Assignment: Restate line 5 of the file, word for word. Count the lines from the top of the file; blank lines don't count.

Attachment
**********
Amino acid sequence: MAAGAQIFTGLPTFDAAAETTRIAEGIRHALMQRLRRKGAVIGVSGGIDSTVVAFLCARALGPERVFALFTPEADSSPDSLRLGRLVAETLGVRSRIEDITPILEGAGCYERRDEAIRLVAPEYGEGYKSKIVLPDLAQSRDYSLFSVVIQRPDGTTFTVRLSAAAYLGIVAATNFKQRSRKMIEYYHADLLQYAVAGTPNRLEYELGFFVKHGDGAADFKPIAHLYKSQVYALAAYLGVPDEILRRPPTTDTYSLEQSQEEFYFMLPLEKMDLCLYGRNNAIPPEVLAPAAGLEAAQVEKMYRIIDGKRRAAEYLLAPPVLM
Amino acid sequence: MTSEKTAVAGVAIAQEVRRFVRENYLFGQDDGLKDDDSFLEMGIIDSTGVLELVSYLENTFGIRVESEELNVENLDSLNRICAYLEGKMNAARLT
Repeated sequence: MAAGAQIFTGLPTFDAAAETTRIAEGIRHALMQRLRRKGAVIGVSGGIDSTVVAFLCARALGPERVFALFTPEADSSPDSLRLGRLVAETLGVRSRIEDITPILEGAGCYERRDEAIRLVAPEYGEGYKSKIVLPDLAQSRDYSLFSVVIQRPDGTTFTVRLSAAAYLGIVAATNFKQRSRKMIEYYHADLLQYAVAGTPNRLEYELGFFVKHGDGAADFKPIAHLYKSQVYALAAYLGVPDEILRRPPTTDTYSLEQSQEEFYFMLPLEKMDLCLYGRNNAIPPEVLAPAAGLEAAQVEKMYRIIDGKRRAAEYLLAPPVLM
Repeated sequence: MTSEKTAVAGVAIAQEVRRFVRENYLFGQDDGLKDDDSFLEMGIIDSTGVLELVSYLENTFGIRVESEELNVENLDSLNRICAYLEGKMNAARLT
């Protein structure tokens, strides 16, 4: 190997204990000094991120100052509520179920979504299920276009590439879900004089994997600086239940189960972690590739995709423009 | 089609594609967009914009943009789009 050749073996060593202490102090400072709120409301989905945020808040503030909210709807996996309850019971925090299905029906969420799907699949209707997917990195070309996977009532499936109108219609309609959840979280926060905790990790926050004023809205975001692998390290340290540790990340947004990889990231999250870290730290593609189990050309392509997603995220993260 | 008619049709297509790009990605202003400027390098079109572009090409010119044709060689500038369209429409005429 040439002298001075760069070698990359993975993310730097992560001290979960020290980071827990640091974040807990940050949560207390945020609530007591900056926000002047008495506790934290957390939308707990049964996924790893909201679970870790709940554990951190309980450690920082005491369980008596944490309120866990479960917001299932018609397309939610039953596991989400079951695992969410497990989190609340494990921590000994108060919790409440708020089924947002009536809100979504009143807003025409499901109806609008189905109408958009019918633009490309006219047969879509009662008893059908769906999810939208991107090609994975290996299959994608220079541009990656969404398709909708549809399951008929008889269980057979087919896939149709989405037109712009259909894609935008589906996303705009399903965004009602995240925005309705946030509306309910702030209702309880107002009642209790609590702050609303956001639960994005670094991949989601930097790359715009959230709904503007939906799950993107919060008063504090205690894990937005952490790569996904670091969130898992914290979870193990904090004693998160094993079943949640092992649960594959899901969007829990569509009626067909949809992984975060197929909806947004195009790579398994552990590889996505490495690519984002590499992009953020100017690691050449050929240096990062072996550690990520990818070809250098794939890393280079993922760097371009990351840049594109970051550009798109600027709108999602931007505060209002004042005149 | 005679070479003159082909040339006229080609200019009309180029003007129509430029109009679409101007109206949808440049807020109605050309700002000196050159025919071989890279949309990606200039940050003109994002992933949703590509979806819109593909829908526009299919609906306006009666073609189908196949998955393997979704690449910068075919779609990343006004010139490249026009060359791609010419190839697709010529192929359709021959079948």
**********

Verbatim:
């Protein structure tokens, strides 16, 4: 190997204990000094991120100052509520179920979504299920276009590439879900004089994997600086239940189960972690590739995709423009 | 089609594609967009914009943009789009 050749073996060593202490102090400072709120409301989905945020808040503030909210709807996996309850019971925090299905029906969420799907699949209707997917990195070309996977009532499936109108219609309609959840979280926060905790990790926050004023809205975001692998390290340290540790990340947004990889990231999250870290730290593609189990050309392509997603995220993260 | 008619049709297509790009990605202003400027390098079109572009090409010119044709060689500038369209429409005429 040439002298001075760069070698990359993975993310730097992560001290979960020290980071827990640091974040807990940050949560207390945020609530007591900056926000002047008495506790934290957390939308707990049964996924790893909201679970870790709940554990951190309980450690920082005491369980008596944490309120866990479960917001299932018609397309939610039953596991989400079951695992969410497990989190609340494990921590000994108060919790409440708020089924947002009536809100979504009143807003025409499901109806609008189905109408958009019918633009490309006219047969879509009662008893059908769906999810939208991107090609994975290996299959994608220079541009990656969404398709909708549809399951008929008889269980057979087919896939149709989405037109712009259909894609935008589906996303705009399903965004009602995240925005309705946030509306309910702030209702309880107002009642209790609590702050609303956001639960994005670094991949989601930097790359715009959230709904503007939906799950993107919060008063504090205690894990937005952490790569996904670091969130898992914290979870193990904090004693998160094993079943949640092992649960594959899901969007829990569509009626067909949809992984975060197929909806947004195009790579398994552990590889996505490495690519984002590499992009953020100017690691050449050929240096990062072996550690990520990818070809250098794939890393280079993922760097371009990351840049594109970051550009798109600027709108999602931007505060209002004042005149 | 005679070479003159082909040339006229080609200019009309180029003007129509430029109009679409101007109206949808440049807020109605050309700002000196050159025919071989890279949309990606200039940050003109994002992933949703590509979806819109593909829908526009299919609906306006009666073609189908196949998955393997979704690449910068075919779609990343006004010139490249026009060359791609010419190839697709010529192929359709021959079948």